Early last week, I rose early to prepare for what felt like an important date with grief. My cousin, who left behind a young family and was only five days into his thirtieth year, was being laid to rest. I had not seen him, and much of my family connected to him, in years. In fact, I couldn’t even remember that last time I had seen him alive.
I dressed nicely for grief, and I even put on makeup, taking effort to find my waterproof mascara, in case I found myself overcome with tears. I was preparing myself to be hit by grief I had not yet realized, however that looked. I intended to quietly hold the space for the rest of my family and the friends he left.
I feel a responsibility around this, now. I write about death and grief nearly every day. I am called upon to guide others through their journeys of loss. I am studying as a shaman for both the living and the departed to make the transition to the other side of endings. I felt a little like a paramedic being called to the scene of an accident from a fancy dinner. I didn’t want to be smug with what I have come to believe that I know, and I didn’t want to be patronizing or dismissive of all the pain that would be present. What I am humbled by, again and again, is that death is the universal experience for all of us, and that it follows absolutely no rules. Some of us are foot soldiers at saying goodbye, and some are barely conscripted.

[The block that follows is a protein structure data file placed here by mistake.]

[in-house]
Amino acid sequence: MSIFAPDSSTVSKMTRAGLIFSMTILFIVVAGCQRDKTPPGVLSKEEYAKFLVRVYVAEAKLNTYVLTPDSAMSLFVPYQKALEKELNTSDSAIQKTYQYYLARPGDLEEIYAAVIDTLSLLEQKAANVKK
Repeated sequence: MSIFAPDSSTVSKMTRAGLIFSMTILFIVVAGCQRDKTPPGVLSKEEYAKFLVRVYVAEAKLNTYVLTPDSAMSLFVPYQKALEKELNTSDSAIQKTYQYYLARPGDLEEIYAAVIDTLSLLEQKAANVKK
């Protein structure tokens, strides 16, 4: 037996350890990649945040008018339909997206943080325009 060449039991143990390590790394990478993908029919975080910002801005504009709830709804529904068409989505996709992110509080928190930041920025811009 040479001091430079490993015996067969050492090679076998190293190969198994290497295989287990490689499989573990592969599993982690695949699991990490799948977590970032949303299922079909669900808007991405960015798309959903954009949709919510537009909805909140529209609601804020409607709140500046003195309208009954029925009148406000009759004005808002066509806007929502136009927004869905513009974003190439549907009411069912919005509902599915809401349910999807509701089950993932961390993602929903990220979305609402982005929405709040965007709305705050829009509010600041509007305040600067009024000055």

As the pastor spoke about the “Why” of my cousin’s death, and the futility in even asking the question at all, I added to it; “Why for me?” You see, each death occurs for a thousand reasons. It will be part of the story of everyone who encountered the person who has died, and all of those people will have the opportunity to learn from their loss. The lessons will perhaps not be obvious, the death may seem entirely senseless, and it will most certainly be completely unfair to those left behind. But death, grief, and bereavement are in service of many other humans and other souls who are here to make progress and learn.
I left the funeral with insights I did not have when I arrived. Insights about my own relationship with my far-flung family and my choices to not stay in touch. I had insight after sitting through the funeral of someone who was basically a stranger to me.
His death is not about me, at all, but it’s definitely for me, just as it is for every individual whose lives his life touched. We get to learn and grow from this grief, if we are open to it. And I am.
Some deaths, like that of a plant that is never fed, or a car that has been driven to the ground, make sense. Many deaths of living loved ones do not, and it is our opportunity to turn the “why” of it to “why for me?” to make just a bit of sense of one tiny layer of loss.